10. I have always wondered about this. I feel like if I were to go to Australia I would not be able to drive a manual transmission. It seems so ridiculously nuts to have to shift with my left hand since I am right handed. I don't know if I have that coordination. I guess it would be the same concept for leftys pretty much everywhere else that drive manual transmissions. I guess you just get used to it?
  11. 67RModel

    WTB-B61

    No I jacked the pinion up with a floor jack and just rolled the whole assembly forward by hand. I had to cage the spring chambers to release the emergency brakes but once released the whole axle assembly will roll very easily on a level concrete floor. Yes air lines can easily be shortened. If they are the new style plastic material you can simply cut them, install an new ferrule, and reinstall them into the fitting and tighten. Mine were still the original flared copper tubing. I just ended up replacing mine with all new materials and fittings since the copper was covered in hardened grease and 3 different colors of paint.
  12. 67RModel

    WTB-B61

    Shortening the wheelbase and driveline is a generally fairly simple project. Especially something with leaf spring rear suspension. I shortened my R model from 207" to 165" wheelbase with just basic tools last spring when I was forced to stay home for covid19 lockdown. Took about three days of work to complete but I took my time and was methodical about it. Pretty much all I needed was a 1/2" breaker bar with a 15/16" socket, 15/16" wrench, 1/2" drill, 5/8" drill bit, a tape measure, sledge hammer, and a lot of muscle. The driveshaft can be shortened by a driveline shop fairly easily and quickly once you get the rear axle bolted back in to its new location, and a final measurement. I think the shop charged me somewhere around $150 to shorten and rebalance my driveshaft. I wouldn't hesitate for a minute if all a truck needed was some wheelbase removed to be what you wanted....Attached are some of the pictures of when I shortened mine. Very doable project.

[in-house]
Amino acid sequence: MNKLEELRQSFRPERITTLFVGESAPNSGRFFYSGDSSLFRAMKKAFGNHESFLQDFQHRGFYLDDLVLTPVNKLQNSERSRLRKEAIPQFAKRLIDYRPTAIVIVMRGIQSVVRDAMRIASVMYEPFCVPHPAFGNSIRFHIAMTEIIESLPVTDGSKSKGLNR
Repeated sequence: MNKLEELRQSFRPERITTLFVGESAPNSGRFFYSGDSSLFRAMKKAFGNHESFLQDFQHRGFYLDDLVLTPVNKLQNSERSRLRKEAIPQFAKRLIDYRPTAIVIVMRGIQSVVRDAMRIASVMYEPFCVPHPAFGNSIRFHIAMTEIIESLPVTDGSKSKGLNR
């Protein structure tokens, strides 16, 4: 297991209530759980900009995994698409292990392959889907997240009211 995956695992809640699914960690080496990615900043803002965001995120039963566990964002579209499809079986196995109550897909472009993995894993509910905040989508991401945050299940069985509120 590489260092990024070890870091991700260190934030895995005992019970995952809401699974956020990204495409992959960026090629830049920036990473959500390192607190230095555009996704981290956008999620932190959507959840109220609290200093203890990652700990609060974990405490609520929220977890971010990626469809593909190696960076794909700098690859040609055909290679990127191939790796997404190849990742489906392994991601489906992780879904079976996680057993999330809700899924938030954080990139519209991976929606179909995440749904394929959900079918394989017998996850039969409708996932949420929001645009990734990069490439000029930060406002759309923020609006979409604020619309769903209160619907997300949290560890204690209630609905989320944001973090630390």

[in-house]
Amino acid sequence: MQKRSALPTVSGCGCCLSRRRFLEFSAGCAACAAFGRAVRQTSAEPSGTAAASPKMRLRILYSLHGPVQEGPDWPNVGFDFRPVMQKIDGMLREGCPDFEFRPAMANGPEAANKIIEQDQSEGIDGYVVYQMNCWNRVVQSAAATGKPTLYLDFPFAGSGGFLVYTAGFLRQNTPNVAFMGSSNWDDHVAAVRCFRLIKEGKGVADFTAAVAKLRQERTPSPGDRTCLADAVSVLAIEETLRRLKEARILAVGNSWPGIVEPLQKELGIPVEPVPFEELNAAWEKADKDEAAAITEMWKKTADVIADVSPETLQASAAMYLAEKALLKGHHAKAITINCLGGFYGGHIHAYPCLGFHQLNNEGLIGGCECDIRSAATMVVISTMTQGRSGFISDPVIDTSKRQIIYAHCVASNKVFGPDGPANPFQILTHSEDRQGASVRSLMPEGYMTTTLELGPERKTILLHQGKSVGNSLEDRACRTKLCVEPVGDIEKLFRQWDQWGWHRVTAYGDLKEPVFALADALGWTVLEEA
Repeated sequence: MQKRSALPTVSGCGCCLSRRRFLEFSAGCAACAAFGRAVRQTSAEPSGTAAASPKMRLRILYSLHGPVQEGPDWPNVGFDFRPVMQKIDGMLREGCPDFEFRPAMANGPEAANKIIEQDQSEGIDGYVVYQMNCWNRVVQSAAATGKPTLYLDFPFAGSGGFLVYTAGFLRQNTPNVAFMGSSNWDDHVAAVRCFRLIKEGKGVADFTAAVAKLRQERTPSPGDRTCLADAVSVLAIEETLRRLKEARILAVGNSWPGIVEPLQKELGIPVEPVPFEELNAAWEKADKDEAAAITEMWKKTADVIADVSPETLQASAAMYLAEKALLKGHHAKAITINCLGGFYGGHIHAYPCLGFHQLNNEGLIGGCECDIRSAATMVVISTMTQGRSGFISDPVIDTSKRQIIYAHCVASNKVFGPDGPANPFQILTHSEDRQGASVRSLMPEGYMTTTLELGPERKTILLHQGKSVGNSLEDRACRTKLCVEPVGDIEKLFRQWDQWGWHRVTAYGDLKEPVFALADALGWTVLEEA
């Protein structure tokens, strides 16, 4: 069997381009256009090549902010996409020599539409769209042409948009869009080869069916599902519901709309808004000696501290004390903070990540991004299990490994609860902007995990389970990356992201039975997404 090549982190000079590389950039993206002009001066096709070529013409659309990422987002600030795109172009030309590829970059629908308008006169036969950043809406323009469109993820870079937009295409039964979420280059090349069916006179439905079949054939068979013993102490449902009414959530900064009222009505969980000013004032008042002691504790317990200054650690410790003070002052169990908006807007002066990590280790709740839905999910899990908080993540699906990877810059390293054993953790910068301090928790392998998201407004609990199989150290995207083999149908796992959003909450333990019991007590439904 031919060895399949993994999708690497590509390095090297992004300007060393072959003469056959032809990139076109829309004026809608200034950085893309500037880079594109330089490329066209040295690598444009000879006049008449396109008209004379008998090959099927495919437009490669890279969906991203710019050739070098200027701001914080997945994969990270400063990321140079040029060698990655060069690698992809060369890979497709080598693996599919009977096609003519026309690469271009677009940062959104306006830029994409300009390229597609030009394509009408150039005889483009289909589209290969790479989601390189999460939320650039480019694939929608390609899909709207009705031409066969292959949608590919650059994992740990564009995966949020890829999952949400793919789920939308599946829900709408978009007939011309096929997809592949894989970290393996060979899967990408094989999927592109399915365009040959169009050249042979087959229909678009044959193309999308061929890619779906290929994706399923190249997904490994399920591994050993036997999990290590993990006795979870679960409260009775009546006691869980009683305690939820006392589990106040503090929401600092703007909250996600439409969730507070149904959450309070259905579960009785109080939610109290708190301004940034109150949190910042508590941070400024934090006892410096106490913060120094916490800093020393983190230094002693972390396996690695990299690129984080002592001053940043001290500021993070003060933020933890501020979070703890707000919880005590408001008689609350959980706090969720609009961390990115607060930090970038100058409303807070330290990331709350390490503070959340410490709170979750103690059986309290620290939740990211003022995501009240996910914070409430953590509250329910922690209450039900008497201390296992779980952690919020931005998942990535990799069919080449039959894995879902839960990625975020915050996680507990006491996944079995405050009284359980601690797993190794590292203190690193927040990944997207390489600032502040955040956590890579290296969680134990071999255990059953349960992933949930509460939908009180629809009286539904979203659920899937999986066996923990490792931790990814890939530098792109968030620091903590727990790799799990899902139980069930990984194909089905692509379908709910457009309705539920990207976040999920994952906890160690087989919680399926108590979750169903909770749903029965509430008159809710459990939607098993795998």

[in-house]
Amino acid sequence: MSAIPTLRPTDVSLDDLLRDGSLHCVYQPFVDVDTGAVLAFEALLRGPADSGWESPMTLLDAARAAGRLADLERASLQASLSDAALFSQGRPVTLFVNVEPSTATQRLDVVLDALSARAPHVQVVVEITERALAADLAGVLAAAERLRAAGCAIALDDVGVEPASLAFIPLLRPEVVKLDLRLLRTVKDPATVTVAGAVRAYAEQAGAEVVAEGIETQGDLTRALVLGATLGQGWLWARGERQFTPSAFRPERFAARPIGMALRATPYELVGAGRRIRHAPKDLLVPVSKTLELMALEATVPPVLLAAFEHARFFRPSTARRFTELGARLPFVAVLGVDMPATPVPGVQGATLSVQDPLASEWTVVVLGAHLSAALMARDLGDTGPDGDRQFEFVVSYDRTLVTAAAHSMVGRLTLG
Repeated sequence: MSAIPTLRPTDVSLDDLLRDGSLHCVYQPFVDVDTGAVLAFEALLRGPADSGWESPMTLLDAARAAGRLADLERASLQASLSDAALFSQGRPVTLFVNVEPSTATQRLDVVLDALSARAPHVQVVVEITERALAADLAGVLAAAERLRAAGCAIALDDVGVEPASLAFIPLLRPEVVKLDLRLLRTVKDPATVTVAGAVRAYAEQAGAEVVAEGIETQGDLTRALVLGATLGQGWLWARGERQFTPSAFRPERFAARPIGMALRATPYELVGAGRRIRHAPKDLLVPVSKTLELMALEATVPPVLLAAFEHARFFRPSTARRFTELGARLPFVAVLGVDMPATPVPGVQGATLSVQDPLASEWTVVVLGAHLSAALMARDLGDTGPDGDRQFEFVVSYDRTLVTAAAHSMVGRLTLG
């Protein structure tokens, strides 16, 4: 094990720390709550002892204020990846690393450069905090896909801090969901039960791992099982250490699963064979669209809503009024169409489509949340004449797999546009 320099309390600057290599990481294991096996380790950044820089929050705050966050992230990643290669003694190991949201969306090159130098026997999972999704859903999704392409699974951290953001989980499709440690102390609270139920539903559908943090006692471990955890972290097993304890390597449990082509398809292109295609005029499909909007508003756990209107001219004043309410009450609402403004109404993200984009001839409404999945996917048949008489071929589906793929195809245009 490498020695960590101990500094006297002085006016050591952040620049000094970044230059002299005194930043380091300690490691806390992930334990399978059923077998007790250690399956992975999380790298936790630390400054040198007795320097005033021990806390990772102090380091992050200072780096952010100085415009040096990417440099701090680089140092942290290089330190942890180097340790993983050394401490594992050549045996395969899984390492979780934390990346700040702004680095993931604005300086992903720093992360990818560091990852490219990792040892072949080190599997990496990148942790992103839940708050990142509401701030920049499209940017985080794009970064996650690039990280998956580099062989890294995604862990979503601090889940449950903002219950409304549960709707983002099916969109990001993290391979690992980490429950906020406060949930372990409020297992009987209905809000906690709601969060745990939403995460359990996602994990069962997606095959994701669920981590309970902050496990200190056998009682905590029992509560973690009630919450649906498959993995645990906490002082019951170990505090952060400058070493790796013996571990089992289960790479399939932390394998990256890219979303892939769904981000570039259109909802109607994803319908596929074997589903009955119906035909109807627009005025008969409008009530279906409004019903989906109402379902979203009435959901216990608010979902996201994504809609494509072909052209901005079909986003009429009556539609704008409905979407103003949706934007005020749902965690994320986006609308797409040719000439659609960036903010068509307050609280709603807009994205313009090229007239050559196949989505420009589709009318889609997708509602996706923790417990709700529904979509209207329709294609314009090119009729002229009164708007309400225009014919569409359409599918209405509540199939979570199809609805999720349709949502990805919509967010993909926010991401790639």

13. 67RModel

    WTB-B61

    Here is another single axle diesel B model that is not rusty for sale on Ebay. https://www.ebay.com/itm/203543149764?hash=item2f641dfcc4:g:9i8AAOSwWo1hBgw8
  14. Yes. You can buy remanufactured compressors so they can obviously be rebuilt, however I'm not certain if you can buy a parts kit to do it yourself. I'm guessing most likely but someone else on here will know for sure.
  15. Yes the air compressors are pressure lubricated by engine oil. They also generally have a coolant line going to them too for cooling.
  16. 67RModel

    WTB-B61

    Here is another fairly close to me. Near Youngstown, OH. They are literally all over if you look....
  17. 67RModel

    WTB-B61

    4 in Scranton PA.......
  18. 67RModel

    WTB-B61

    I always see at least 2 or 3 for sale on Facebook Marketplace whenever I look. Granted they are not always close to me but they are definitely out there. Look on the ATHS backlot classified listings as well. Always at least one for sale on there as well. Below is a very nice one in Uniontown Ohio.....There are 2 or three very close to me on Marketplace but they are project trucks requiring considerable investment..